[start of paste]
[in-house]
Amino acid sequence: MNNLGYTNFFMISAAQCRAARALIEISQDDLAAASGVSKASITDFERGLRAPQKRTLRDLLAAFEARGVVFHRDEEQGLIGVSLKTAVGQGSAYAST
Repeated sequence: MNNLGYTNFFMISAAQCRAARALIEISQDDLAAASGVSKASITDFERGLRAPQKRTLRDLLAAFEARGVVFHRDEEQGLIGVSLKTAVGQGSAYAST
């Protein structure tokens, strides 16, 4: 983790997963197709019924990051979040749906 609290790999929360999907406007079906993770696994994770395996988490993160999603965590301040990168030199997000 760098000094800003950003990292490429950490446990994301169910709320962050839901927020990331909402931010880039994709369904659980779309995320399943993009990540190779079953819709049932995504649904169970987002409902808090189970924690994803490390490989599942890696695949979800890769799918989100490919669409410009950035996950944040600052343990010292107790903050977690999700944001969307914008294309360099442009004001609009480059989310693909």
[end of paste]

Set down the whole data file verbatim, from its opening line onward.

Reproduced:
[in-house]
Amino acid sequence: MNNLGYTNFFMISAAQCRAARALIEISQDDLAAASGVSKASITDFERGLRAPQKRTLRDLLAAFEARGVVFHRDEEQGLIGVSLKTAVGQGSAYAST
Repeated sequence: MNNLGYTNFFMISAAQCRAARALIEISQDDLAAASGVSKASITDFERGLRAPQKRTLRDLLAAFEARGVVFHRDEEQGLIGVSLKTAVGQGSAYAST
């Protein structure tokens, strides 16, 4: 983790997963197709019924990051979040749906 609290790999929360999907406007079906993770696994994770395996988490993160999603965590301040990168030199997000 760098000094800003950003990292490429950490446990994301169910709320962050839901927020990331909402931010880039994709369904659980779309995320399943993009990540190779079953819709049932995504649904169970987002409902808090189970924690994803490390490989599942890696695949979800890769799918989100490919669409410009950035996950944040600052343990010292107790903050977690999700944001969307914008294309360099442009004001609009480059989310693909």